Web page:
What do you feel is the next step in your career? 

I’ve had a great time at Tu so far - it is such a lovely environment to work and you are very well looked after. I do see myself as a commercial designer so I know that I am starting out in the right place with such an amazing platform. I think I’d like to move to London at the end of my scholarship as there’s so much opportunity and creativity there! Perhaps something may come from working along side Oliver Spencer this year? Who knows!


Fashion is beginning to focus on sustainability, as climate change becomes more and more of a concern for the younger generation. Do you try to incorporate environmentally conscious techniques into your work?

I think at university it was more difficult to do so as such techniques can also be more expensive and as a student you treat every pound as if it’s your last. However at Tu, we are encouraged to work closely with our suppliers to consider all of the economic, environmental and social impacts of their activities so it’s definitely something I consider highly when I’m designing. 


Your collection for GFW17 was punk inspired, and you are continuing this theme for your collection with TU. What encouraged you to choose the punk era as inspiration? 

I’m really into my alternative/rock music and attend a lot of gigs and festivals. Although I’m not into punk music as such, the culture and the way they portray their identities fascinates me. I feel that Punk essentially defined youth culture and encouraged a deeper exploration of identity, which remains to be so impactful on fashion and will always inspire fashion and culture one way or another.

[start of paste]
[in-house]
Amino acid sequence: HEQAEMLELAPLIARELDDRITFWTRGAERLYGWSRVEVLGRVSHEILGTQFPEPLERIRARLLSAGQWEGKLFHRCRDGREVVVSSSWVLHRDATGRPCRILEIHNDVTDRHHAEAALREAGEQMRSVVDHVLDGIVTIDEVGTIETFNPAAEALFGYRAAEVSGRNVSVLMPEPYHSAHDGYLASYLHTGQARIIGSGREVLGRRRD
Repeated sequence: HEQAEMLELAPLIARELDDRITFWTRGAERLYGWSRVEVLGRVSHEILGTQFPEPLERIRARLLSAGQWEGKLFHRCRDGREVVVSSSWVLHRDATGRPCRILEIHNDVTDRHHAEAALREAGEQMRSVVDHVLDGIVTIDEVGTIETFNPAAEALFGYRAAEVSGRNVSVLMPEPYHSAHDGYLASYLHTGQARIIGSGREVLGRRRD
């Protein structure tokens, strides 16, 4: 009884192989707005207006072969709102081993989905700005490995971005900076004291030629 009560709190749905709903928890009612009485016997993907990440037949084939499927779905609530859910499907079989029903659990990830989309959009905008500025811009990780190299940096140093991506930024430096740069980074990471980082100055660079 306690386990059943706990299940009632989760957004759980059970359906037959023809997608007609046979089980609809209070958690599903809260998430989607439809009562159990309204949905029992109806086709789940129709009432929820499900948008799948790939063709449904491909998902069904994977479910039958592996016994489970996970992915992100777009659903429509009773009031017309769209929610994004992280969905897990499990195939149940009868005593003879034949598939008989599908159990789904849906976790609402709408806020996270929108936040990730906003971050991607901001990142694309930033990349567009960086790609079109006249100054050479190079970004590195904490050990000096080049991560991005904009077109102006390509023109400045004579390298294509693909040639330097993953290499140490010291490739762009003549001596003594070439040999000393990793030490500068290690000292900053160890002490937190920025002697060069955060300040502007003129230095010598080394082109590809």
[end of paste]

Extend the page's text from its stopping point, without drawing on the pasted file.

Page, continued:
If you could collaborate with any company or designer, who would It be and why? 

Raf Simons - I will always love everything that he does. Like myself, he seems to gain a lot of his inspiration from music and the energy of youth cultures and his collections are a perfect example of how styles and shapes can express identity and a different image of masculinity.


 If you could give some advice to our graduates showcasing at GFW18, what would you say? 

Don’t be afraid of making mistakes. I was always so scared of getting things wrong and looking silly, but in hind sight, making mistakes are all part of your progression and they just help you become a stronger and more knowledgeable designer! Put your heart and soul into your portfolio - that’s what gets you the job. And finally, use GFW to network with as many people as possible - you never know who you might run into conversation with and it could be the stepping stone into your dream career!


Where would you like to be in 10 years time?

I normally like to focus on what’s in front of me rather than ahead, but I’m certain that I will always remain working within the fashion industry. I can’t imagine a life where you aren’t able to go to work and be creative every single day. I think I would like to try out a lot of different areas within fashion to discover which role suits me best, but for the time being I’m just finding my feet and intend to continue to grow and learn as a menswear designer for many years to come. 




Words by Annabel Waterhouse-Biggins